While most international media attention is focused on Russia's actions in Crimea and the fate of Ukraine, the fate of one of Russia's only remaining independent television channels hangs in the balance back home.
The channel, Dozhd, has been forced to stage a telethon and ask for donations to survive after being dropped from several major cable providers in a move some say was orchestrated by the Kremlin as part of a wider media crackdown. Now, when independent media coverage is more important than ever amid heightened tensions with the West and speculation of a second Cold War, Dozhd is hoping for a miracle.
See the photogallery: Dozhd TV Behind The Scenes
The channel's editorial staff and owners say they are fighting to survive as much for their viewers' sake as for themselves.
"Many of our viewers have written to us and said that they started watching television again or someone changed their plan to emigrate from Russia because the appearance of Dozhd made them believe Russia's environment had become more free," chief editor Mikhail Zygar said in an interview at the channel's office.
"It may sound pretentious, but we never planned to change something radically, this has just been our own little garden," he said.
Dozhd — founded by supporters of then-President Dmitry Medvedev's team in 2010 to publicize pro-Kremlin liberals — has been known to devote a large amount of its coverage to opposition activities.
The channel's current troubles started when it published a poll in late January questioning whether it was necessary to defend Leningrad from the Nazis at the expense of 750,000 lives of civilians blockaded in the city with scarce food for 872 days.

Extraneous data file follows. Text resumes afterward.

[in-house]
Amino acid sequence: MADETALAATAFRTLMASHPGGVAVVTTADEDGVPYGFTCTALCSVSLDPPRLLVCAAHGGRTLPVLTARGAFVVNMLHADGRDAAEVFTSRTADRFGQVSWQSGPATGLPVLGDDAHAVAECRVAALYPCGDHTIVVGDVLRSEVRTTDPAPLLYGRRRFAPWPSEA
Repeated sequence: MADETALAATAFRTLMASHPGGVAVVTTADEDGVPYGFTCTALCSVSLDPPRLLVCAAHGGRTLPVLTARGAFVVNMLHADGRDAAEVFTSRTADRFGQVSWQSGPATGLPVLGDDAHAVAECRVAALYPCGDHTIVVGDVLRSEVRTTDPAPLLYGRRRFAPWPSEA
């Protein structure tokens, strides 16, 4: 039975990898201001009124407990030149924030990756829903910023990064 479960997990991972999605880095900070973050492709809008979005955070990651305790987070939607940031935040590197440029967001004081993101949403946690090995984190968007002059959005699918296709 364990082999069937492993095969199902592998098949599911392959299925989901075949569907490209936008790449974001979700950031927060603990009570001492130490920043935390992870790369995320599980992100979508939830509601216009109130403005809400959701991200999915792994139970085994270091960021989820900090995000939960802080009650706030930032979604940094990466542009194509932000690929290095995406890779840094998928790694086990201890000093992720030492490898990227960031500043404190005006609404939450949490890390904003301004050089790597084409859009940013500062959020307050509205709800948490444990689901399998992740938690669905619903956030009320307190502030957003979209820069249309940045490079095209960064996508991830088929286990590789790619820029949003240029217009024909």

The poll led lawmakers, President Vladimir Putin's spokesman Dmitry Peskov, World War II veterans and part of the general public to accuse Dozhd of disrespecting the suffering of the Soviet people.
The channel promptly removed the poll and its representatives apologized, but lawmakers asked prosecutors to check Dozhd for legal violations and some veterans sued Dozhd for offending them.
Prosecutors found no legal violations in the controversial poll but four major сable operators removed Dozhd from their viewing grids, causing the channel to lose 80 percent of its revenue. Some of the networks said the channel was removed "for reasons that do not depend on us."
Aggravating Dozhd's troubles further was the refusal of the channel's current landlord to extend the lease for its office — in violation of the previous agreement — to allow Dozhd to stay until at least 2016.
Now, the channel has until June 20 to find a new office space. But the outlook does not look good, since regardless of how much money the channel gathers through donations, it will not be enough to cover moving to new premises.
Hiring a new space and preparing it for the channel's operation will require funds of more than a few million dollars and 18 months in time, Dozhd owner, businessman Alexander Vinokurov, said by phone.
"If we are evicted from here, it means the end," Vinokurov said about the channel's office at the Krasny Oktyabr art cluster near Kropotkinskaya metro station in downtown Moscow.
Asked about the progress in the talks with the landlord, Vinokurov said, "We are handling them." He refused to elaborate but said all of Dozhd's staff could do was hope for the best.
"We are not measuring our lives by June 20. We believe that we will be able to cope with all the problems," Vinokurov said.
Dozhd's journalists link the troubles of the channel to their independence from the Kremlin and say the attack on them was probably orchestrated by Putin's administration.
"There is no doubt that it was a campaign initiated by people from the president's administration, judging by how it developed," Zygar said.